Kentucky Writers

Beowulf Sheehan/PEN American Center, courtesy of Carrie Jerrell, Murray State University

Louisville Poet Adam Day reads from his poetry tonight in the Clara M. Eagle Gallery on Murray State's Campus. He speaks with Tracy Ross on Sounds Good ahead of his visit about his inspiration, acclaim and thoughts on the succinctness of poetry.


A new lineup up of inductees will join the Kentucky Writers Hall of Fame pantheon this month. And 2016’s list branches out to include the hall’s first songwriter.

Typically reserved for prose and poetry authors, the Hall of Fame is actually open to writers of all stripes – and this year voters headed by the Kentucky Arts Council approved the addition of Appalachian folk singer and songwriter Jean Ritchie, who passed away last June.

Jenni Todd, WKMS

Murray author Constance Alexander holds a reading this Sunday at 2 p.m. at Calloway County Public Library, titled "Old, New, Borrowed & Blue" featuring a variety of work, including new material on her recent project with the elderly and caregiving and her book of poetry "64 Blue Letters," about a high school yearbook in the year 1964. Alexander stops by Sounds Good to preview some of her work ahead of the reading.

Matt Markgraf, WKMS

'Have a good summer! Love ya! Stay as sweet as you are! Don't ever change!' These are some of the messages that have appeared in high school yearbooks for decades. While much has changed since 1964, much of the fundamental high school experience are more or less the same. Playwright, author, teacher, former business executive Constance Alexander joins Kate Lochte on Sounds Good to read from her book of poems 64 Blue Letters, recalling a high school yearbook in verse.

Courtesy of Jennifer Brown, Kentucky New Era archives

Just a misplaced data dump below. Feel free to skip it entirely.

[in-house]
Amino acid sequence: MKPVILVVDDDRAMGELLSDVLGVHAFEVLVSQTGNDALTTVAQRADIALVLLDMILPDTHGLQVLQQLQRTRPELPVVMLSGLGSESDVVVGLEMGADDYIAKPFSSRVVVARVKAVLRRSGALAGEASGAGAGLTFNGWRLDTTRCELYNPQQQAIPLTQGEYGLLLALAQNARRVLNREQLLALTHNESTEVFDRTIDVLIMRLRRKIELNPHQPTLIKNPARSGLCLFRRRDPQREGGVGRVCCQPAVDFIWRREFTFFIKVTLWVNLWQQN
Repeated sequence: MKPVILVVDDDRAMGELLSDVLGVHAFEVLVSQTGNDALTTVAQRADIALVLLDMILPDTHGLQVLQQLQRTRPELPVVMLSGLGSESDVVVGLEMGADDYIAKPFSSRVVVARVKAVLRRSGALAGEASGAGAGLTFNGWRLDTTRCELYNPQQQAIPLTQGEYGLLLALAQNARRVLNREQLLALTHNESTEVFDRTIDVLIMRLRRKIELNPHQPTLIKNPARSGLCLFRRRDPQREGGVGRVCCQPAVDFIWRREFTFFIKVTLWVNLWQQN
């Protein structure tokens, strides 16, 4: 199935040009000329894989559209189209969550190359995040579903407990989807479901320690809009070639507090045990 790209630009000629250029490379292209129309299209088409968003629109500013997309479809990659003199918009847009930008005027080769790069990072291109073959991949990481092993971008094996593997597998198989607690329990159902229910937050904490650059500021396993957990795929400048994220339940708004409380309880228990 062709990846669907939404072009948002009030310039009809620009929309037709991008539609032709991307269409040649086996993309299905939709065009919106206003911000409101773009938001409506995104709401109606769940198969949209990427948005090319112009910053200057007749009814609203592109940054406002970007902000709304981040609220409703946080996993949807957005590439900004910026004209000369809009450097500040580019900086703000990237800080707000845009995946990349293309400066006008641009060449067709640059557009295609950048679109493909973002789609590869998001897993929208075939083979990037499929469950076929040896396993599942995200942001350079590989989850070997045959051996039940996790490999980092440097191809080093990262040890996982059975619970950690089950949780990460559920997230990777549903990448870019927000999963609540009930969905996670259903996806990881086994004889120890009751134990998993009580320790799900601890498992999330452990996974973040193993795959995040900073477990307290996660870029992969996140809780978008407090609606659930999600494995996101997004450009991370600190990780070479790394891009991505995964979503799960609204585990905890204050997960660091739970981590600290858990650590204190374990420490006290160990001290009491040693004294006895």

Ted Poston was born in Hopkinsville in 1906. He attended an African American high school in Hopkinsville and earned his bachelor's degree in Nashville. In 1928, he moved to New York and joined the Harlem Renaissance. There, he became the first African American writer on staff at the New York Post and the first to make a career at a white mainstream paper, where he covered the major events of the Civil Rights Era. Kentucky New Era Opinion Editor Jennifer Brown joins Kate Lochte on Sounds Good to preview her "Ted Talk" coming up in March, with more about Hopkinsville's own, the "Dean of Black Journalists," Ted Poston.

Murray State University Professor of English Carrie Jerrell has received an Al Smith Individual Artist Fellowship from the Kentucky Arts Council. She is one of six writers chosen for demonstrating a high level of excellence and creativity in their literary ares careers. On Sounds Good, Kate Lochte speaks with Jerrell, reading form her newest work. 

Dan Gediman is the editor of This I Believe: Kentucky and a long-time public radio producer. His work has been featured on This American Life, All Things Considered, Morning Edition, and Jazz Profiles. He gives Kate Lochte an overview of the radio series being developed around this book and the segments that may soon air on WKMS.